Home Gardening Center Tip Sheet: Conifers in Container PlantingsBy Sonia Uyterhoeven
|·· Container Gardening ··|
Conifers in Container Plantings
Many dwarf conifers make excellent container plants. When choosing a conifer to grow in a container, look for slow-growing plants (1 to 6 inches per year). Also, pay attention to the shape of the conifer--spreading conifers may not be suitable for containers, while mounding or upright forms can make beautiful additions to your container garden.
- Choose a container that is at least 4 to 6 inches wider than the container the conifer came in.
- People generally place pieces of broken terra cotta pots over and around the drainage hole to prevent the holes from clogging. If you are want to increase the weight of the container you can fill approximately 1/10 the size of the planter with small stones. Weight at the bottom of the container is important as conifers can become top heavy and blow over in strong winds.
- Add a small amount of soil-based mix to the container. Use a combination of soil-based mix and sharp sand (3:1-1/2 or 3:2 ratio) for good drainage.
- Gently loosen the roots of the conifer with a hand fork or your fingers.
- Place the conifer in the container making sure that there is a space of 1 inch between the rim of the container and the soil mixture.
- Add the rest of the soil mix to the container and water the plant well.
- Add a layer of fine gravel (grit) or mulch to prevent water evaporation.
Most dwarf conifers can remain in the same container for several years. Conifers can be planted as a specimen in a container, or you can create a miniature landscape with a variety of containers. For city dwellers, pines and junipers fare well in more exposed sites. Choose a heavy container such as terra-cotta or a wooden barrel to give the plant stability.
When choosing a conifer at a garden center, remember that container-grown conifers tend to do better than conifers bought as root-balled plants. The latter was grown in the ground and contains soil organisms that may lead to problems in the confines of a small container.
Feed conifers during the summer with an all-purpose fertilizer; slow-release fertilizers tend to be the most efficient. Remember to water your container regularly so that it does not dry out. During excessively hot spells, mist the foliage in the evening to prevent the needles from dropping out.
Suitable Container Conifers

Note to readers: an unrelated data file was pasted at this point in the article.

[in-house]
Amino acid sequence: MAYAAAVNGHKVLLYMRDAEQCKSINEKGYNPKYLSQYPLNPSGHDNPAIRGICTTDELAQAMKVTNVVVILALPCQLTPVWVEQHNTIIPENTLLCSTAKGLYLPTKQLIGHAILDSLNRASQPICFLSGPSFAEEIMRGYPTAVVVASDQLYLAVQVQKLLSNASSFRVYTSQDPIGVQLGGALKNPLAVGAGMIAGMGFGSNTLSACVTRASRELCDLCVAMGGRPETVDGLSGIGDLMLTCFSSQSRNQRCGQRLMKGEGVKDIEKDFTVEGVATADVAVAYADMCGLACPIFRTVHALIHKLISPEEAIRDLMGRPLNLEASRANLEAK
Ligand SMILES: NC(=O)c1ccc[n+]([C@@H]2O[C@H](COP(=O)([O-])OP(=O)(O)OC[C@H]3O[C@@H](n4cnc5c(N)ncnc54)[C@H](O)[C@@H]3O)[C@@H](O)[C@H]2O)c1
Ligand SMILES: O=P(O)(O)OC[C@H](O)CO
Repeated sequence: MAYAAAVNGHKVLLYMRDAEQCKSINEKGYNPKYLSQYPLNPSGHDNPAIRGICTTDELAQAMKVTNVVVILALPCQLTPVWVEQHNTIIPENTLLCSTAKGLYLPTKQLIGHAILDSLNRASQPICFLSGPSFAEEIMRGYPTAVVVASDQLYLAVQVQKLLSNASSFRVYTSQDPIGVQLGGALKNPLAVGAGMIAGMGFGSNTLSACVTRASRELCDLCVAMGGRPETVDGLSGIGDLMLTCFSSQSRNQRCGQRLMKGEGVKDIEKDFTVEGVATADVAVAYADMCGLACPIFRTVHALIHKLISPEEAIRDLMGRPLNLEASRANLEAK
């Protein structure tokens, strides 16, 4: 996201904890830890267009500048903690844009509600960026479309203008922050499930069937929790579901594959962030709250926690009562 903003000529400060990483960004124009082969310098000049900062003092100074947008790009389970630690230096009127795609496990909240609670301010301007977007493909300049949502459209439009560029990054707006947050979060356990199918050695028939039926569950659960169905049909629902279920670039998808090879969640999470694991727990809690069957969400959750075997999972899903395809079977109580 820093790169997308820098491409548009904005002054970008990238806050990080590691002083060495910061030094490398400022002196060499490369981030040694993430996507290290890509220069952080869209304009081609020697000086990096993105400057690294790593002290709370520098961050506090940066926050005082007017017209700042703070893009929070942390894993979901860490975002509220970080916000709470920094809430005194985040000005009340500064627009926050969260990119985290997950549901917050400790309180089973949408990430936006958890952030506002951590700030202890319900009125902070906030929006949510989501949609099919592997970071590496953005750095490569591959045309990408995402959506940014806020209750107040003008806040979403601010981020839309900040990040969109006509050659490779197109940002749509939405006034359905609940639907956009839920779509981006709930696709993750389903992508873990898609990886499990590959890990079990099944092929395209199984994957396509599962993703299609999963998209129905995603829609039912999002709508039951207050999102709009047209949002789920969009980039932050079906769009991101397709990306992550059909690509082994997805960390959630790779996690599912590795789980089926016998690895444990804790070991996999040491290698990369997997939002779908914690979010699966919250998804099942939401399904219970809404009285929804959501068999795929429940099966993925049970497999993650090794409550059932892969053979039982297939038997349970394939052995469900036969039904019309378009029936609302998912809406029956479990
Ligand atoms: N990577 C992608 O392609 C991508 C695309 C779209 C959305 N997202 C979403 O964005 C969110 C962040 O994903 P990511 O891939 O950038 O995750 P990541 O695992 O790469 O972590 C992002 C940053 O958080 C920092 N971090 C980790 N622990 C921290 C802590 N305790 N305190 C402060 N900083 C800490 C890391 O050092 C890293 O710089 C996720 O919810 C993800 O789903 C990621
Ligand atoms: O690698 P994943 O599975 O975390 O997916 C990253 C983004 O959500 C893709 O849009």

Dwarf Golden Hinoki-cypress - Chamaecyparis obtusa 'Golden Sprite
Variegated Hinoki-cypress - Chamaecyparis obtusa 'Mariesii'
Dwarf Hinoki-cypress - Chamaecyparis obtusa 'Nana Gracilis'
Golden Hinoki-cypress - Chamaecyparis obtusa 'Tsatsumi Gold'
Dwarf Threadleaf Sawara-cypress - Chamaecyparis pisifera 'Filifera Aurea Nana'
Miniature Sawara-cypress - Chamaecyparis pisifera 'Tama-himuro'
Dwarf Blue Colorado Spruce - Picea pungens 'R.H. Montgomery'
Dwarf Mountain Pine - Pinus mugo 'Honeycomb'
Dwarf Mountain Pine - Pinus mugo 'Paul’s Dwarf'
Dwarf Mountain Pine - Pinus mugo 'Pot o’ Gold'
Dwarf Eastern White Pine - Pinus strobus 'Coney Island'
Miniature Eastern White Pine - Pinus strobus 'Sea Urchin'
Dwarf American Arborvitae - Thuja occidentalis 'Hetz Midget'
Miniature American Arborvitae - Thuja occidentalis 'Teddy'
Dwarf Eastern Hemlock - Tsuga canadensis 'Jervis'
Suitable Companion Plants for Containers
Dwarf Japanese Maple - Acer palmatum 'Kamagata'
Semi-Dwarf Japanese Maple - Acer palmatum 'Koto no ito'
Semi-Dwarf Japanese Maple - Acer palmatum 'Shaina'
Dwarf Japanese Maple - Acer palmatum 'Sharp’s pygmy'
Cotoneaster - Cotoneaster apiculata 'Tom Thumb'
Cotoneaster - Cotoneaster buxifolius 'Nana'
Cotoneaster - Cotoneaster dammeri 'Strieb's Findling'
Carol Mackie Daphne - Daphne burkwoodi 'Carol Mackie'
Buttercup Winterhazel - Corylopsis pauciflora
Boxwood - Buxus microphylla ‘Koreana'
Boxwood - Buxus sempervirens 'Vardar Valley'
Japanese Holly - Ilex crenata 'Soft Touch'
Dwarf Mountain Laurel - Kalmia latifolia 'Elf'
Dwarf Mountain Laurel - Kalmia latifolia 'Little Linda'
Dwarf Mountain Laurel - Kalmia latifolia 'Sarah'
Dwarf Mountain Laurel - Kalmia latifolia 'Tiddlywinks'
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Generous support for the Home Gardening Center has been provided by Kenneth and Ellen Roman.